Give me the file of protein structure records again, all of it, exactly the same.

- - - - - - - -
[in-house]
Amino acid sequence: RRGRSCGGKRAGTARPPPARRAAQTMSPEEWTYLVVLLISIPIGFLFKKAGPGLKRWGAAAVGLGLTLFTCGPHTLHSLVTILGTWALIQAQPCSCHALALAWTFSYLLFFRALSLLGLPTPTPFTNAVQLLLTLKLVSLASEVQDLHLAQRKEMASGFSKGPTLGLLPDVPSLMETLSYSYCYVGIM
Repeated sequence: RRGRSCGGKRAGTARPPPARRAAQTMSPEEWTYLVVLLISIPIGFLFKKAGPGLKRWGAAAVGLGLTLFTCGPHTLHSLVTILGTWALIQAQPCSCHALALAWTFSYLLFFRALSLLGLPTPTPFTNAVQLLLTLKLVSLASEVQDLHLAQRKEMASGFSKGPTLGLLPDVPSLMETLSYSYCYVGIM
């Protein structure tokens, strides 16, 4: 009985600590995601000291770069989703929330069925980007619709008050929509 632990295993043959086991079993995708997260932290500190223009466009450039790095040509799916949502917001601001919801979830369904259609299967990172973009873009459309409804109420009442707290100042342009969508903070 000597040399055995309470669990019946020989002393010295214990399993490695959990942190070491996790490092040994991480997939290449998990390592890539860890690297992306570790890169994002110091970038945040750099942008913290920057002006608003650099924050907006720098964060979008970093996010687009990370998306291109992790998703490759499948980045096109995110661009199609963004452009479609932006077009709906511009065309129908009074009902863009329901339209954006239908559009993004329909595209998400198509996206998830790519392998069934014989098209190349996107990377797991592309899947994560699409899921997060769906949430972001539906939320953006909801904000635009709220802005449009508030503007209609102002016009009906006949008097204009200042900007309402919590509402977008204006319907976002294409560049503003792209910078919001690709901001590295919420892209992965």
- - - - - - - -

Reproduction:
[in-house]
Amino acid sequence: RRGRSCGGKRAGTARPPPARRAAQTMSPEEWTYLVVLLISIPIGFLFKKAGPGLKRWGAAAVGLGLTLFTCGPHTLHSLVTILGTWALIQAQPCSCHALALAWTFSYLLFFRALSLLGLPTPTPFTNAVQLLLTLKLVSLASEVQDLHLAQRKEMASGFSKGPTLGLLPDVPSLMETLSYSYCYVGIM
Repeated sequence: RRGRSCGGKRAGTARPPPARRAAQTMSPEEWTYLVVLLISIPIGFLFKKAGPGLKRWGAAAVGLGLTLFTCGPHTLHSLVTILGTWALIQAQPCSCHALALAWTFSYLLFFRALSLLGLPTPTPFTNAVQLLLTLKLVSLASEVQDLHLAQRKEMASGFSKGPTLGLLPDVPSLMETLSYSYCYVGIM
């Protein structure tokens, strides 16, 4: 009985600590995601000291770069989703929330069925980007619709008050929509 632990295993043959086991079993995708997260932290500190223009466009450039790095040509799916949502917001601001919801979830369904259609299967990172973009873009459309409804109420009442707290100042342009969508903070 000597040399055995309470669990019946020989002393010295214990399993490695959990942190070491996790490092040994991480997939290449998990390592890539860890690297992306570790890169994002110091970038945040750099942008913290920057002006608003650099924050907006720098964060979008970093996010687009990370998306291109992790998703490759499948980045096109995110661009199609963004452009479609932006077009709906511009065309129908009074009902863009329901339209954006239908559009993004329909595209998400198509996206998830790519392998069934014989098209190349996107990377797991592309899947994560699409899921997060769906949430972001539906939320953006909801904000635009709220802005449009508030503007209609102002016009009906006949008097204009200042900007309402919590509402977008204006319907976002294409560049503003792209910078919001690709901001590295919420892209992965």